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Sean Spicer’s latest project: his own talk show

He’ll need to find some guests first.

Press secretary Sean Spicer holds daily press briefing at White House Chip Somodevilla/Getty Images
Li Zhou is a politics reporter at Vox, where she covers Congress and elections. Previously, she was a tech policy reporter at Politico and an editorial fellow at the Atlantic.

Sean Spicer has plans for getting back on TV. And this time he won’t be anchoring the White House press briefings.

Instead, the former press secretary is developing his own talk show, with a pilot set to be filmed in July, according to a New York Times report. The program has the tentative title of Sean Spicer’s Common Ground and would feature conversations between the former White House official and prominent personalities.

But Spicer will have to get guests first. Thus far, Stormy Daniels’s attorney Michael Avenatti and comedian Kathy Griffin have seemingly confirmed that they were invited to be guests on the show but have declined to appear, per Business Insider.

It’s not clear whether Spicer’s TV venture will actually happen. The show hasn’t been picked up by a network or streaming service yet, but the Times’s Michael Grynbaum and Maggie Haberman have reported that it’s backed by “heavy hitters in the realm of unscripted television,” suggesting that the idea will, at the very least, be taken seriously.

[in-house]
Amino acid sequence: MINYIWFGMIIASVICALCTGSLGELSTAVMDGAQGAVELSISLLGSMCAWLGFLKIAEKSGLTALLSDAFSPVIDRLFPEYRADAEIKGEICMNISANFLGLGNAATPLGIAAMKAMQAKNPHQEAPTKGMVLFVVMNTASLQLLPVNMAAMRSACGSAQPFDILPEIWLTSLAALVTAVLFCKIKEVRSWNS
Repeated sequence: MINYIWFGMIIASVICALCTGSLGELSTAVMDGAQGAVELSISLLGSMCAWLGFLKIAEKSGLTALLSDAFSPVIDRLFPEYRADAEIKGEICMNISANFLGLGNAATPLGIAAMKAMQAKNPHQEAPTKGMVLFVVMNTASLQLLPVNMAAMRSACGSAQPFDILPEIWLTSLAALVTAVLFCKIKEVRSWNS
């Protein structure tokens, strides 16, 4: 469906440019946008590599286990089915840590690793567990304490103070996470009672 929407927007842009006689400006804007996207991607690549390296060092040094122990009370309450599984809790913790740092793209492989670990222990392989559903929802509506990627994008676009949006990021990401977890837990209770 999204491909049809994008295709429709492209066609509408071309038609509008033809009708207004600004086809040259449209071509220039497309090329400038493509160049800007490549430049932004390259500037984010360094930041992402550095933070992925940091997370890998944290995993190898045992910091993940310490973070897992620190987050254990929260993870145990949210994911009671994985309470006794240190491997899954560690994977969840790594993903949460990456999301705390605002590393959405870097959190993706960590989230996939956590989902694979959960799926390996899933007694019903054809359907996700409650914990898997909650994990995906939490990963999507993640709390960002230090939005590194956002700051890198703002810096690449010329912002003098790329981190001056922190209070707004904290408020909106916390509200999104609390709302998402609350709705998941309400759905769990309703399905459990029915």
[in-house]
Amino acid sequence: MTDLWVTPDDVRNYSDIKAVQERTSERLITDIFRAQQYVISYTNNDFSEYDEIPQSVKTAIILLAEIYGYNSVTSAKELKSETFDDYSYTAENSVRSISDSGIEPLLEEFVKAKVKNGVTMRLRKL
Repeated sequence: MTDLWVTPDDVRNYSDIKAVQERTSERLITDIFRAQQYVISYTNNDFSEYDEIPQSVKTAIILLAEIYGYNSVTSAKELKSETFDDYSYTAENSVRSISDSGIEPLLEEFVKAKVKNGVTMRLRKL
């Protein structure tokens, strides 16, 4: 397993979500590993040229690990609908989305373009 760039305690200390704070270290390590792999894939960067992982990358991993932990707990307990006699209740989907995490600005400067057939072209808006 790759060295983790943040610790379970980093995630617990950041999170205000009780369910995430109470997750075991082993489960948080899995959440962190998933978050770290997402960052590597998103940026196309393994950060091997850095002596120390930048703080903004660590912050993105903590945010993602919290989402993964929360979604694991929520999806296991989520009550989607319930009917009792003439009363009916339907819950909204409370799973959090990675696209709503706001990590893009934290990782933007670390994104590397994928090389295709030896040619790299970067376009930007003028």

Spicer had a bigger pop culture presence than most White House press secretaries. His repeated gaffes and many quirks — including a penchant for swallowing gum and an ongoing beef with Dippin’ Dots — made him the target of a popular parody by comedian Melissa McCarthy on Saturday Night Live.

In addition, Spicer was known for being combative with reporters and repeatedly making false statements on the president’s behalf, including claiming that Hitler didn’t use chemical weapons on his people and inflating the size of Trump’s inauguration crowds. His pursuit of the talk show suggests that he wants to regain the megaphone he once had — and given his notoriety, he’ll probably get it.

As the Times observed, the notion of Spicer fostering “common ground” might seem unlikely. His response: “Maybe if I can be part of having productive conversations with people, we can show a better way.”

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